SAN DIEGO (AP) Padres lead investor Peter Seidler is one of three prominent San Diegans interested in bringing a Major League Soccer expansion team to San Diego, apparently with the idea of eventually sharing a stadium in Mission Valley with San Diego State's football team.
The other two are retired Qualcomm executive Steve Altman and Mike Stone of FS Investors. They are joined by Nick Stone, who works for Mike Stone and is managing the project on their behalf. Nick Stone and Mike Stone are not related.
Seidler said Friday that he's intrigued by the MLS and what it could bring to the city.
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''I think the league is strong, the commissioner, Don Garber is strong, and those things matter to me,'' Seidler told The Associated Press. ''Ultimately, if there was a new soccer-focused stadium, whatever that means, I think it would be a really cool venue for San Diego, just like Petco Park has proven to be such a great thing for the city.''
Seidler is a nephew of former Los Angeles Dodgers owner Peter O'Malley. Seidler's group bought the Padres in August 2012.
Getting an expansion team could be years away, and Seidler stressed there's a lot of work to do.
''I look back to when I first started thinking about the Padres. On the first day it's a longshot and it takes a long time for something like that to not be a longshot,'' Seidler said. ''Cool things like this start with one step at a time. I think Mike's done a great job of analyzing it and thinking through the relevant business as well as community issues, and there's probably a little bit of positive momentum that hopefully leads somewhere. My personal opinion is that it would be great for the city.''
Seidler said any discussions about bringing the MLS to San Diego are separate from the contentious issue of keeping the NFL's Chargers.
SDSU shares aging Qualcomm Stadium with the Chargers, who tried to leave for Los Angeles last year and are now attempting to get a measure on the November ballot that would raise the hotel tax to help pay for a downtown stadium and convention center annex. Team chairman Dean Spanos recently said that building a new stadium in Mission Valley is not an option. The Chargers have committed to remaining in San Diego through 2016. If they fail to get a new stadium built here, they have the option to join the Los Angeles Rams in a new stadium in Inglewood scheduled to open in 2019.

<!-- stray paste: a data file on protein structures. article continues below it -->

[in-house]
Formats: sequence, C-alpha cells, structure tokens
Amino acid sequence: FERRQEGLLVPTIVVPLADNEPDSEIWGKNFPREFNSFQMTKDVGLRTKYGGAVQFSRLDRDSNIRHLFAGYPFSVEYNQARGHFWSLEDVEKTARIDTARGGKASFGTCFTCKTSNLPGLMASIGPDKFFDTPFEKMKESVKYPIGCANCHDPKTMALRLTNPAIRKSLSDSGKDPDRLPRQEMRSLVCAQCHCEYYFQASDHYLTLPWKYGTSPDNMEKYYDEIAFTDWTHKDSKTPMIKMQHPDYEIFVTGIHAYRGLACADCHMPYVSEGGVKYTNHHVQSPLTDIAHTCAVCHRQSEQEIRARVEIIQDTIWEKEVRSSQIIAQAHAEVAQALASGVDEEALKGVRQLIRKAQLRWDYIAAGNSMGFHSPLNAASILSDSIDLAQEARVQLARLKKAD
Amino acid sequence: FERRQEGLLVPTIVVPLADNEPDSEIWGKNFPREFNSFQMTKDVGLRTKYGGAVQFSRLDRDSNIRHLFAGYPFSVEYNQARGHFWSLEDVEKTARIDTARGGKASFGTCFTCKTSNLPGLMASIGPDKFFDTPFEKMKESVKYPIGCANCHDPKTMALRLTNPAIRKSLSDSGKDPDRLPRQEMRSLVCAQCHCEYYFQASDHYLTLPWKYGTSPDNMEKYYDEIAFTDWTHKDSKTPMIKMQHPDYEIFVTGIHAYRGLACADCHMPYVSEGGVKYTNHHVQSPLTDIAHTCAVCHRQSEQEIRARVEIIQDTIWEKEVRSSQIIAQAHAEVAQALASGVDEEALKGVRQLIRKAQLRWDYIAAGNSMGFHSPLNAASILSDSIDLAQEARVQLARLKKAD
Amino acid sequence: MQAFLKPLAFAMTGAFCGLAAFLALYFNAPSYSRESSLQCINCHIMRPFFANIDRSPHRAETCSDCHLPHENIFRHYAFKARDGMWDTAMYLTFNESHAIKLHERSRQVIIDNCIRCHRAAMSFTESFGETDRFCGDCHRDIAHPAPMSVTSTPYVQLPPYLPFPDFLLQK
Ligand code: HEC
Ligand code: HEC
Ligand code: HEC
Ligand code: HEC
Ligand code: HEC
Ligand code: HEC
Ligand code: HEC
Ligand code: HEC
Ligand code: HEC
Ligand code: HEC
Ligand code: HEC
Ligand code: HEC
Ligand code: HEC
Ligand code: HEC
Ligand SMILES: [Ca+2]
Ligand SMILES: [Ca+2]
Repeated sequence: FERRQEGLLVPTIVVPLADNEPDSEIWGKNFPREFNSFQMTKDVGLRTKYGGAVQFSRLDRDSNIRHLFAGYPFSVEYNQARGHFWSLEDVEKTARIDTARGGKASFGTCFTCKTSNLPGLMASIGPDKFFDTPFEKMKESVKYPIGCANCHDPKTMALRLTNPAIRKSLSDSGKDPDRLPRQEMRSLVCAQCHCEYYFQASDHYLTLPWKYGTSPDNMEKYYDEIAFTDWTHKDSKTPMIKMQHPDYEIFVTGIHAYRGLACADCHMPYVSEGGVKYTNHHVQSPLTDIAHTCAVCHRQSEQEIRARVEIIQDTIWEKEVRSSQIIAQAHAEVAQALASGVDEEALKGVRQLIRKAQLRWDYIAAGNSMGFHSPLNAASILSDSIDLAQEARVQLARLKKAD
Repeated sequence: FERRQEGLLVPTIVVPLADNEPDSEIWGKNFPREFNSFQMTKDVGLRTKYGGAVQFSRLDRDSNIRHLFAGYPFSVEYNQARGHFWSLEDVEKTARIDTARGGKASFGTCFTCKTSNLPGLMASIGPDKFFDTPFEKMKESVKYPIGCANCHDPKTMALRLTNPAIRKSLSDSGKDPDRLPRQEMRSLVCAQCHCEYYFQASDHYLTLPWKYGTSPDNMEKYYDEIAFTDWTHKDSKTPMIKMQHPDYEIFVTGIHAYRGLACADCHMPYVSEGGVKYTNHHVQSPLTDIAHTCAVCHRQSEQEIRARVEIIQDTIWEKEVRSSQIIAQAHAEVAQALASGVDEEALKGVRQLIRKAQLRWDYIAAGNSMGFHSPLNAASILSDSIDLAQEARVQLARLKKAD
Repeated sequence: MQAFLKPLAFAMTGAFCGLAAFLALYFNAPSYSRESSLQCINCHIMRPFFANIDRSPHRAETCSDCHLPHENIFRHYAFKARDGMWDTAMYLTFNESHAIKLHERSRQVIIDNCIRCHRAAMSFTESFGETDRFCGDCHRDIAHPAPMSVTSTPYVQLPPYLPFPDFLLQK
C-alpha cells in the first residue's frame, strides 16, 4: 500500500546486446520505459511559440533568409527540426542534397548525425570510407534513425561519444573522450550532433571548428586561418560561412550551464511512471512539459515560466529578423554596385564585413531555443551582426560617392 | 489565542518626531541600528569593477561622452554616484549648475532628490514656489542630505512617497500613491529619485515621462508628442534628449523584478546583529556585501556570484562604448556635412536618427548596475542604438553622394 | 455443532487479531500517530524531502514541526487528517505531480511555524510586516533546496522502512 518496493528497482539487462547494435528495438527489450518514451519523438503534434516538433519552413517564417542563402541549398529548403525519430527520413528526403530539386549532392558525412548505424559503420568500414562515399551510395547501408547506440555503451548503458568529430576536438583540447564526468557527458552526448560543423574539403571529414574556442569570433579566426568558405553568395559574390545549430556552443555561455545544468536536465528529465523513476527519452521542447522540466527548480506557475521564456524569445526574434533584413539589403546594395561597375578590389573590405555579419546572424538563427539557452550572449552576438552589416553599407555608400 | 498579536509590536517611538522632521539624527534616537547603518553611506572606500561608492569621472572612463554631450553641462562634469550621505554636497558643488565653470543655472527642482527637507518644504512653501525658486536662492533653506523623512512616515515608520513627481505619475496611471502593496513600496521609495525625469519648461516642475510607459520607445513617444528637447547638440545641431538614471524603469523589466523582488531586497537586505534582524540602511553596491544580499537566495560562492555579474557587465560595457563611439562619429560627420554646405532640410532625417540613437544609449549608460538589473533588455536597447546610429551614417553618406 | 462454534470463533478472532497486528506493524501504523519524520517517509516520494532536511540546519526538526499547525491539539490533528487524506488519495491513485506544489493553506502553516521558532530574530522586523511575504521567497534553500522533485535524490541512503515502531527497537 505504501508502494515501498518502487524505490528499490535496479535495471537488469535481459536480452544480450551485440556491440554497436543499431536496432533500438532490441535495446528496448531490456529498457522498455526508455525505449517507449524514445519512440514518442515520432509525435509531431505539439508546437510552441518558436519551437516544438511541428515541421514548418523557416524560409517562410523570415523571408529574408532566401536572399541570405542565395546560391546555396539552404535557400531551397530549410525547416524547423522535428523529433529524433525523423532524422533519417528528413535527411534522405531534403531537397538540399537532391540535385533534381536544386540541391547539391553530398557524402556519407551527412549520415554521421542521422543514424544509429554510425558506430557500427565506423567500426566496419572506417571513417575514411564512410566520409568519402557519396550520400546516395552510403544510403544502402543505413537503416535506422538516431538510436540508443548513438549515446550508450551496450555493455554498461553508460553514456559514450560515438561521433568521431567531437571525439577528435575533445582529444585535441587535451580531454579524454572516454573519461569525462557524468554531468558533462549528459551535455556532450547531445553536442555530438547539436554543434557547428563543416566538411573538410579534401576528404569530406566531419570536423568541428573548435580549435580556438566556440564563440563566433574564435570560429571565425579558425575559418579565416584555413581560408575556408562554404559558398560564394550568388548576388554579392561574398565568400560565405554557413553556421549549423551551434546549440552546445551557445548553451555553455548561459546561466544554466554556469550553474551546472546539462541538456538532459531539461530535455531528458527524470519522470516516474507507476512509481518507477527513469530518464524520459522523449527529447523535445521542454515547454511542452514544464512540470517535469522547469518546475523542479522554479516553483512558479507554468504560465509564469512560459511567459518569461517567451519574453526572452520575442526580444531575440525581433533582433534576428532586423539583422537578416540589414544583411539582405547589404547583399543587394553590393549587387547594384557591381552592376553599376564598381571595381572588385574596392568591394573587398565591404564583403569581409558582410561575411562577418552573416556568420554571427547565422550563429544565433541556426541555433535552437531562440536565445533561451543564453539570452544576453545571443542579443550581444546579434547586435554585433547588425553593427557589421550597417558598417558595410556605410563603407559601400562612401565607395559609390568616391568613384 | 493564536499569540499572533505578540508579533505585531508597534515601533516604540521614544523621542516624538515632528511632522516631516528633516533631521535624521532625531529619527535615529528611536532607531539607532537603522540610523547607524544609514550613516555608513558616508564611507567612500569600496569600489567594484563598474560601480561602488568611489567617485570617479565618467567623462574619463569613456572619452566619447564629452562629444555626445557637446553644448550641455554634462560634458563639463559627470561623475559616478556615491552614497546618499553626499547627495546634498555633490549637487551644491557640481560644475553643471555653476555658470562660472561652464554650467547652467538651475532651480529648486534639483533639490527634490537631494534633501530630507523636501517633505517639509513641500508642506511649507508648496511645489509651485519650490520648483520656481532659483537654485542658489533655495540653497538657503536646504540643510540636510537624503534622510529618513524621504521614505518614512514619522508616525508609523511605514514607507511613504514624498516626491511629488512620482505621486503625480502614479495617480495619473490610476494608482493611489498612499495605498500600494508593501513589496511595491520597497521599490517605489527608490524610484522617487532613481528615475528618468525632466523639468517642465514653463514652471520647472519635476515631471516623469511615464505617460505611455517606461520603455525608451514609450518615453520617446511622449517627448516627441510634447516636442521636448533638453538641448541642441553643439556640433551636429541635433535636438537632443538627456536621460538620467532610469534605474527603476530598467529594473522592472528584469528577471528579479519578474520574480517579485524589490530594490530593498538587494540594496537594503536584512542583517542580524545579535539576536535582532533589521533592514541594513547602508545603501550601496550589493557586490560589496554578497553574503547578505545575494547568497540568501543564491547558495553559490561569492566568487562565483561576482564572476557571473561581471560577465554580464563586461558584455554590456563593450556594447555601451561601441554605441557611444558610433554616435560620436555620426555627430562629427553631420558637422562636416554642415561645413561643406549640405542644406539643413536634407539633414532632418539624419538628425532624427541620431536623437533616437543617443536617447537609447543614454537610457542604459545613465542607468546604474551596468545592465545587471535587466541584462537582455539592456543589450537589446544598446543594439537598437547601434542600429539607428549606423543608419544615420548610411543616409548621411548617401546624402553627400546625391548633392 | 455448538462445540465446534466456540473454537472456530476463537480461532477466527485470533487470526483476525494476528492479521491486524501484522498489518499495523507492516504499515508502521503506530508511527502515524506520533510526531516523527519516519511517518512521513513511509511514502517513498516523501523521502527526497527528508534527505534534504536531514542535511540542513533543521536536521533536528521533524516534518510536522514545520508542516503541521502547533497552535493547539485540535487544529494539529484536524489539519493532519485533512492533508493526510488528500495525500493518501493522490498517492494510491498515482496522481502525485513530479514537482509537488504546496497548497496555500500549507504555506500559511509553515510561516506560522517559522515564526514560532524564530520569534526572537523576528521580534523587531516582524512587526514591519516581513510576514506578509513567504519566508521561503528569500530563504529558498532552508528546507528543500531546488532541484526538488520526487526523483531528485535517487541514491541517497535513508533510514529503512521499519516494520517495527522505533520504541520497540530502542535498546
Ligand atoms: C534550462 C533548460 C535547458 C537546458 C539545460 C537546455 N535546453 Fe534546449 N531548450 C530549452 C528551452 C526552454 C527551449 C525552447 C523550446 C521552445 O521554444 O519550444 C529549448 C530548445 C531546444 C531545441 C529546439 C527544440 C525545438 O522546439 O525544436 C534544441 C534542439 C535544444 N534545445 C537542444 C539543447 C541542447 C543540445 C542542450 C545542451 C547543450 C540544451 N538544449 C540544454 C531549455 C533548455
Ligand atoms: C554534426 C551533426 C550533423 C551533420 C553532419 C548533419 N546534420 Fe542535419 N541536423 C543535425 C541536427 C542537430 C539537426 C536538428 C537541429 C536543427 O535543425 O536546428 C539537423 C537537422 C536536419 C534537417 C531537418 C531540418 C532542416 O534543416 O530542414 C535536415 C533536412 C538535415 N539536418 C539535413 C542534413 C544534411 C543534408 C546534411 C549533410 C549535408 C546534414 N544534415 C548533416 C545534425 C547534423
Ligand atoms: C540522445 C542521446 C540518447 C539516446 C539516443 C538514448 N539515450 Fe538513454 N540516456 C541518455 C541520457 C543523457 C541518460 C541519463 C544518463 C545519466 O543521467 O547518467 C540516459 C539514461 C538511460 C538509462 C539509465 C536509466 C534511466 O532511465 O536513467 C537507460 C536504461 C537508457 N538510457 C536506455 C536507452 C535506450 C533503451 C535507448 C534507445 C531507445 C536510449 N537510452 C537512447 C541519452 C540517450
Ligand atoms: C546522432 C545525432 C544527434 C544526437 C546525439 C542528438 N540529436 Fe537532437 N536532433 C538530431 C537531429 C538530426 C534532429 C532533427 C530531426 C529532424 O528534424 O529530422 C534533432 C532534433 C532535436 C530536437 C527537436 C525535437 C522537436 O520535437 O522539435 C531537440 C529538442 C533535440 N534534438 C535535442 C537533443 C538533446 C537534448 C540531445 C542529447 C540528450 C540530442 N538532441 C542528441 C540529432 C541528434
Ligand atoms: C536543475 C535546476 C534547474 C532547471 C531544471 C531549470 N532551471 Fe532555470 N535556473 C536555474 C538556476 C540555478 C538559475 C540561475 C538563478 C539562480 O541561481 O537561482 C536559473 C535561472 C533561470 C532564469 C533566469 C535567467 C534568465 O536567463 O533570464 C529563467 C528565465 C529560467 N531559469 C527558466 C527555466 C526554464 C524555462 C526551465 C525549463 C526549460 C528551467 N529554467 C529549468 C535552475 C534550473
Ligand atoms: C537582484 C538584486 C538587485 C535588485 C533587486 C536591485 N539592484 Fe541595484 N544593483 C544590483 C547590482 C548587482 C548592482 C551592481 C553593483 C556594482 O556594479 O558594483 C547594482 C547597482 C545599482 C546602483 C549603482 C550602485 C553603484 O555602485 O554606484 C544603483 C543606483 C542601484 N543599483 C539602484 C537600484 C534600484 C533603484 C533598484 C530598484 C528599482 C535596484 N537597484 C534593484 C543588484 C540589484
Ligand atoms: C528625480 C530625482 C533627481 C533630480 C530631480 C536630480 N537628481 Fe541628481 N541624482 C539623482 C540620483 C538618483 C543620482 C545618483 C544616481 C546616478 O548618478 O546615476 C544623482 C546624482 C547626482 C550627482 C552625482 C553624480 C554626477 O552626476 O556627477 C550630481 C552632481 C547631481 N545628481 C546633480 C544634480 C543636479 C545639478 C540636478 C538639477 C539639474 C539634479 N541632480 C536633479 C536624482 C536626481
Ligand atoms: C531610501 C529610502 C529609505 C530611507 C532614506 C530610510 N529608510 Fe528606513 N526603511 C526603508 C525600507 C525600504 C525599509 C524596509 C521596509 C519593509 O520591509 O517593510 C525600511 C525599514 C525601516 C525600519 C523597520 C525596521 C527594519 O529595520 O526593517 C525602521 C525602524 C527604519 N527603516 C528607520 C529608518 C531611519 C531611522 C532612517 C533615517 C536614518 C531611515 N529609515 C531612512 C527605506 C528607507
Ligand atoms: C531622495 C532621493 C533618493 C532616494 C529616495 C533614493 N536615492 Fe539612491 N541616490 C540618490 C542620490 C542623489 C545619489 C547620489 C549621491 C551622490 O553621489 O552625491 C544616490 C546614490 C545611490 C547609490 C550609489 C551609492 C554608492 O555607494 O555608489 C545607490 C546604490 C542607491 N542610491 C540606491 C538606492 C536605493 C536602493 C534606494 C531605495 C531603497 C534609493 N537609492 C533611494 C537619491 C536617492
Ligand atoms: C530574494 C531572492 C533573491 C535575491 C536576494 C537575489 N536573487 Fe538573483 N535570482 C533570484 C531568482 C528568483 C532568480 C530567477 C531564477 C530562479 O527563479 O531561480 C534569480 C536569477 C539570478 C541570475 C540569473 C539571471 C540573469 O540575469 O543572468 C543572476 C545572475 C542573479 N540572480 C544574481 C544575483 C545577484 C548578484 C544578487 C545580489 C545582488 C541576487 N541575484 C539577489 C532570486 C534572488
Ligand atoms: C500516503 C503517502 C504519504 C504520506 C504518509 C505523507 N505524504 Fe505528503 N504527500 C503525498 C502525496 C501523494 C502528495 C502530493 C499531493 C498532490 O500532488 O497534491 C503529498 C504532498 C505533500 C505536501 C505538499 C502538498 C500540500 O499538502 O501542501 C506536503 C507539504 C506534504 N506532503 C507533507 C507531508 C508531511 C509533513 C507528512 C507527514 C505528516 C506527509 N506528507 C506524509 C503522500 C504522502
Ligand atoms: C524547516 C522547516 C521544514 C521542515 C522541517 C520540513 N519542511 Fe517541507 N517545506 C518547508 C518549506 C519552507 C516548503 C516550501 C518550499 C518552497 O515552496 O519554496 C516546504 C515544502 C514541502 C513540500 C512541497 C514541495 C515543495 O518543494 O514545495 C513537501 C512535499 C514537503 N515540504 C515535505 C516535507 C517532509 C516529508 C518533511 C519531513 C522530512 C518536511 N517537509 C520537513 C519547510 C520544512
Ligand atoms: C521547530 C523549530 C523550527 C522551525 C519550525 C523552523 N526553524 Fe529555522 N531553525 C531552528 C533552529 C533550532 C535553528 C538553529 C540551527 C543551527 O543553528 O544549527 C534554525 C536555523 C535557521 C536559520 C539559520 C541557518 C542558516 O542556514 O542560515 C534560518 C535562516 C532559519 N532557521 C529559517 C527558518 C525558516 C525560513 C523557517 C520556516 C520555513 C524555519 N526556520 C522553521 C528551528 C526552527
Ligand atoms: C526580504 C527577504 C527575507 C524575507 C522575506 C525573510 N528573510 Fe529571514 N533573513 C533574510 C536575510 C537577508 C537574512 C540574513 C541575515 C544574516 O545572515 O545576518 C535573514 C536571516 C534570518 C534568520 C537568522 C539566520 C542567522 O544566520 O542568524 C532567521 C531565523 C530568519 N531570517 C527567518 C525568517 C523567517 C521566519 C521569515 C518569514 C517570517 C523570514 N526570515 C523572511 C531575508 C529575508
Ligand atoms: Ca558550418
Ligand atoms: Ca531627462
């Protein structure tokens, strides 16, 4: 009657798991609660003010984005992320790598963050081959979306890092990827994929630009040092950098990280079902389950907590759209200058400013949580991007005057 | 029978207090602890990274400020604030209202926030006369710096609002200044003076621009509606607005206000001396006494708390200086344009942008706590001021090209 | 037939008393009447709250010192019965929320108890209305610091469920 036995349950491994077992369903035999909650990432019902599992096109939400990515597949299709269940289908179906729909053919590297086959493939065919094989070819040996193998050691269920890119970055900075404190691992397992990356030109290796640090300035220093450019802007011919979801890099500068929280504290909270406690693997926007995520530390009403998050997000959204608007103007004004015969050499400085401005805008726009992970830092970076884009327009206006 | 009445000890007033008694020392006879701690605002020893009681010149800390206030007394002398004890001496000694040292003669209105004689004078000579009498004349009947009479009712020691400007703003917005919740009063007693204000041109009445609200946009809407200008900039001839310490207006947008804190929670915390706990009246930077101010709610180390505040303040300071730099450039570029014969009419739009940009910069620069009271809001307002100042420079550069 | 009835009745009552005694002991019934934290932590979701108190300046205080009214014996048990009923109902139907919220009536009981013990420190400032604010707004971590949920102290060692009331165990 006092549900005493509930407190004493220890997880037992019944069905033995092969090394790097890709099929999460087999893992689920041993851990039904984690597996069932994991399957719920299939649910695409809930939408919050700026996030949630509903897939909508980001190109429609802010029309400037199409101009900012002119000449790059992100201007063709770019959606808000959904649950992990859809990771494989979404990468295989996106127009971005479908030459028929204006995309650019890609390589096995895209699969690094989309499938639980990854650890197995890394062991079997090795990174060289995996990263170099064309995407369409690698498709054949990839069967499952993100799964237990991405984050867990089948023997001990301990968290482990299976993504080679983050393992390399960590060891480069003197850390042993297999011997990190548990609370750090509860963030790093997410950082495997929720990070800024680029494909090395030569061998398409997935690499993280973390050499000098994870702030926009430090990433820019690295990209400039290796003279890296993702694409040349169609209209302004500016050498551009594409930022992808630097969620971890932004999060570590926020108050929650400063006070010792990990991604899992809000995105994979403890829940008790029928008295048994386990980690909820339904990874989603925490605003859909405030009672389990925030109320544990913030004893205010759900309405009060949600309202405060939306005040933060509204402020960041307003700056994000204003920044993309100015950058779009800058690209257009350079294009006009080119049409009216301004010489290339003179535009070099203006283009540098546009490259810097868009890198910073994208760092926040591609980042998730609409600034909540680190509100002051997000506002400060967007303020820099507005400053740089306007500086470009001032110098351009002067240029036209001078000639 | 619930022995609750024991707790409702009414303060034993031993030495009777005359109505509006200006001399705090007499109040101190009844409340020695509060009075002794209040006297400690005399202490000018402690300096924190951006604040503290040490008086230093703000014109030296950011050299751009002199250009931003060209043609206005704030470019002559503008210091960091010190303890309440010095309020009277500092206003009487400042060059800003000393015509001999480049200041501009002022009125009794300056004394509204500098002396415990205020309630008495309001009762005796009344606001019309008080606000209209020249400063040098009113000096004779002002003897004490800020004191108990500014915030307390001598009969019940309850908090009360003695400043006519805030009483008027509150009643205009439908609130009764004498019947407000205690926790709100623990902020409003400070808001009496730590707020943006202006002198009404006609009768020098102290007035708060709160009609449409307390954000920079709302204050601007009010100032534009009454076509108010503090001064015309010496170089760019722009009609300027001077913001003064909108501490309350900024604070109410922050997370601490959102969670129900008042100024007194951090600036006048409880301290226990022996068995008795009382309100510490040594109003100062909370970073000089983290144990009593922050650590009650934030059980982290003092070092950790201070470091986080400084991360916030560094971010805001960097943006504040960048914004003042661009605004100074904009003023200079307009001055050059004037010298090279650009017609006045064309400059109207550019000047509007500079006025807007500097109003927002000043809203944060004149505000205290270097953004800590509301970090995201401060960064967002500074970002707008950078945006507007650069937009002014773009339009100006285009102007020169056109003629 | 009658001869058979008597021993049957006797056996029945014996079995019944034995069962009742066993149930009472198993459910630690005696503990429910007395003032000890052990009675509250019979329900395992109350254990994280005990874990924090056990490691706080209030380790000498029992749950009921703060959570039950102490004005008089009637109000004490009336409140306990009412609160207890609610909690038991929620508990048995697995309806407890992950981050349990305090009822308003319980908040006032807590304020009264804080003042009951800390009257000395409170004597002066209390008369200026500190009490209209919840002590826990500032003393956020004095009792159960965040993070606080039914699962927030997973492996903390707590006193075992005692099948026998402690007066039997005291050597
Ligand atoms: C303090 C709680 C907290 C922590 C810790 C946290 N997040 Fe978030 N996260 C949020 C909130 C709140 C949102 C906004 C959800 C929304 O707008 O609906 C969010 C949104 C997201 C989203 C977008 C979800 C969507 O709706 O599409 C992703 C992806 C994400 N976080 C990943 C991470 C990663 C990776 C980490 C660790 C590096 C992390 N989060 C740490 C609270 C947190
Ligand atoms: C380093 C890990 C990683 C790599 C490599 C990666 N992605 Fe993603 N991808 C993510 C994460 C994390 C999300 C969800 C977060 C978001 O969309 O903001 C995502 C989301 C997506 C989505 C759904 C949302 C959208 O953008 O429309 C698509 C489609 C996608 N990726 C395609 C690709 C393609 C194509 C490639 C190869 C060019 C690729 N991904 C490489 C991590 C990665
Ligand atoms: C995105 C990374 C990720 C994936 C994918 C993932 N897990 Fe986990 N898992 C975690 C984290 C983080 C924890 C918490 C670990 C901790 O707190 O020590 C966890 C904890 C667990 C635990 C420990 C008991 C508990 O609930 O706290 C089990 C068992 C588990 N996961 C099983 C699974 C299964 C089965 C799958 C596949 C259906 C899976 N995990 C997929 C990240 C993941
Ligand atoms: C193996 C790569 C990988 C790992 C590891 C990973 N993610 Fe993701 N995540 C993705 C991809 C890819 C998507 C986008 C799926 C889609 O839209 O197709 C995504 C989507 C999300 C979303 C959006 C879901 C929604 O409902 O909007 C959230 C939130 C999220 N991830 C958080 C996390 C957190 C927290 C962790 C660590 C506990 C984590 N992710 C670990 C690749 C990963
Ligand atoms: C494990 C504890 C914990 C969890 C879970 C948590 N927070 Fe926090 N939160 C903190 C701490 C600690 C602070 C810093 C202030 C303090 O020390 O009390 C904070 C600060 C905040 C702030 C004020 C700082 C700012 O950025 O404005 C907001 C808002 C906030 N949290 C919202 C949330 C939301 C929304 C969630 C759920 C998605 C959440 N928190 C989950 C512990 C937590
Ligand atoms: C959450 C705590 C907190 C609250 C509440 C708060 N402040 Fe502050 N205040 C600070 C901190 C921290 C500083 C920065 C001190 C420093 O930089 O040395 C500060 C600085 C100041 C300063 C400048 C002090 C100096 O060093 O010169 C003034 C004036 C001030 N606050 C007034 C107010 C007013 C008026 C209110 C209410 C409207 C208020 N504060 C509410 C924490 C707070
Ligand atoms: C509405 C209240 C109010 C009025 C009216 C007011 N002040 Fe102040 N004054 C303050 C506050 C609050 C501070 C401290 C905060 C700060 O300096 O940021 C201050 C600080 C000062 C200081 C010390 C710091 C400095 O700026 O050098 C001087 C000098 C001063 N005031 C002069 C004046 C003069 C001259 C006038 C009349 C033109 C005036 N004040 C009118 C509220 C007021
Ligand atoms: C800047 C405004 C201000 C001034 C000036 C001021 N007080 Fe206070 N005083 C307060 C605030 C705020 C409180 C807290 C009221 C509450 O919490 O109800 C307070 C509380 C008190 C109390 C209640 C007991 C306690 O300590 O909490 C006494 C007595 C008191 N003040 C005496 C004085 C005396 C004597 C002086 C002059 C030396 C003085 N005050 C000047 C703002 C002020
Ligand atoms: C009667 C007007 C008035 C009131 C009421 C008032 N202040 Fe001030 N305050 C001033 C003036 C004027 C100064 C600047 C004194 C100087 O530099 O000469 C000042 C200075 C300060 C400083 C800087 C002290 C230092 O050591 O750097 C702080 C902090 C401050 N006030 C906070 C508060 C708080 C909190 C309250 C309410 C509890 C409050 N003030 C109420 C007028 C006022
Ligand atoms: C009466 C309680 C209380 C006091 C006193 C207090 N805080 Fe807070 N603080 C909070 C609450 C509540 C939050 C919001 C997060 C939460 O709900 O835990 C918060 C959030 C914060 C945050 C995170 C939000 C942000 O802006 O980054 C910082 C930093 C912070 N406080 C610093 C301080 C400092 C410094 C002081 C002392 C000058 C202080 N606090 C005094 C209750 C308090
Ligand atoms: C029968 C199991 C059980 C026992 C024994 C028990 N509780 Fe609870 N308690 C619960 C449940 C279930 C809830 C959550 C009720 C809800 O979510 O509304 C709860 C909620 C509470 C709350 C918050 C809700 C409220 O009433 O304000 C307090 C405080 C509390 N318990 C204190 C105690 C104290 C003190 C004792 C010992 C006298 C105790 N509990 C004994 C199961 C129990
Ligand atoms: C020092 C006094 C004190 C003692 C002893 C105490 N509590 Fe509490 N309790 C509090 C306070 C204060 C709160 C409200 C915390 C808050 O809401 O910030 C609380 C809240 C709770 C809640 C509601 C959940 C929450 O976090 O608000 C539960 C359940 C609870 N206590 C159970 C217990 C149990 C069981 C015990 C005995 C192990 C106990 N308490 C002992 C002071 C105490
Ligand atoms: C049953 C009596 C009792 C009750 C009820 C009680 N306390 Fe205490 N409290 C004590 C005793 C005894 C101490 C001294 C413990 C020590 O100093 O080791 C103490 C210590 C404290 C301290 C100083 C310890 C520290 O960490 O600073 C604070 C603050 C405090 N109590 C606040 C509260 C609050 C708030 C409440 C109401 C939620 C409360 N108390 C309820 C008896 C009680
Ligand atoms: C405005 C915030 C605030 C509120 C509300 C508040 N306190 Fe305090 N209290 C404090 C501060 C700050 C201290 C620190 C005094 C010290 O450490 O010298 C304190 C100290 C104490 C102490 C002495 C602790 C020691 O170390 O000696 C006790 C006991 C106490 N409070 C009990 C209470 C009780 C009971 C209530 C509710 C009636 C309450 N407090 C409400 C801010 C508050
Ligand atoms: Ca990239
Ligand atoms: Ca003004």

In April, SDSU endorsed turning the Qualcomm site into a campus annex once the Chargers leave Mission Valley. The stadium would be demolished and replaced with a smaller stadium. School officials envision the capacity at between 30,000 and 40,000 for the Aztecs and possibly an MLS team.
Former Padres owner John Moores had been interested in helping bring an MLS team to San Diego but no longer is after he was twice thwarted in attempts to buy clubs in the English Premier League, most recently Everton in February.
Moores, who has donated millions of dollars to SDSU, is part of a group that has pushed the Qualcomm redevelopment concept.
MLS spokesman Dan Courtemanche said he couldn't comment on the potential investors.
The MLS board of governors has said it supports expansion to 28 clubs, with a 24-team league by 2020. Atlanta, Los Angeles and Minnesota will join in the next three years and Miami, backed by David Beckham, is the likely 24th team.
MLS expansion guidelines include a local ownership group with the appropriate financial resources, a comprehensive stadium plan where the ownership controls the venue and a history of strong fan support for soccer matches and other sporting events.
San Diego State declined requests for interviews with President Elliot Hirshman and athletic director Jim Sterk, saying it was too early in the process.
However, emails obtained by The Associated Press through a California Public Records Act request show that SDSU has been in contact with Mike Stone and Altman at least since April 2015.
Sterk also was in contact with what appear to be other potential investors or consultants. Among them is Jim Morris of JBM Properties of San Diego, who is athletic board co-chairman at UC San Diego.
In late November, Mike Stone emailed Sterk, copying in Altman, saying they should consider jointly sponsoring a proposed study, ''with SDSU and MLS objectives in mind.''
On Jan. 13, the day after NFL owners rejected the Chargers' plans to build a stadium in Carson with the rival Oakland Raiders, Sterk emailed Stephen Coslik, chairman of the Woodman Co., a Texas commercial real estate developer. Sterk indicated SDSU's position was to work with the city-county and MLS for a stadium seating 30,000 to 40,000. ''Will see what city has stomach for with this new wrinkle. If Chargers stay they have said they would only work toward a downtown stadium,'' Sterk wrote.
Seidler declined comment on the SDSU connection. Mike Stone and Nick Stone declined comment.
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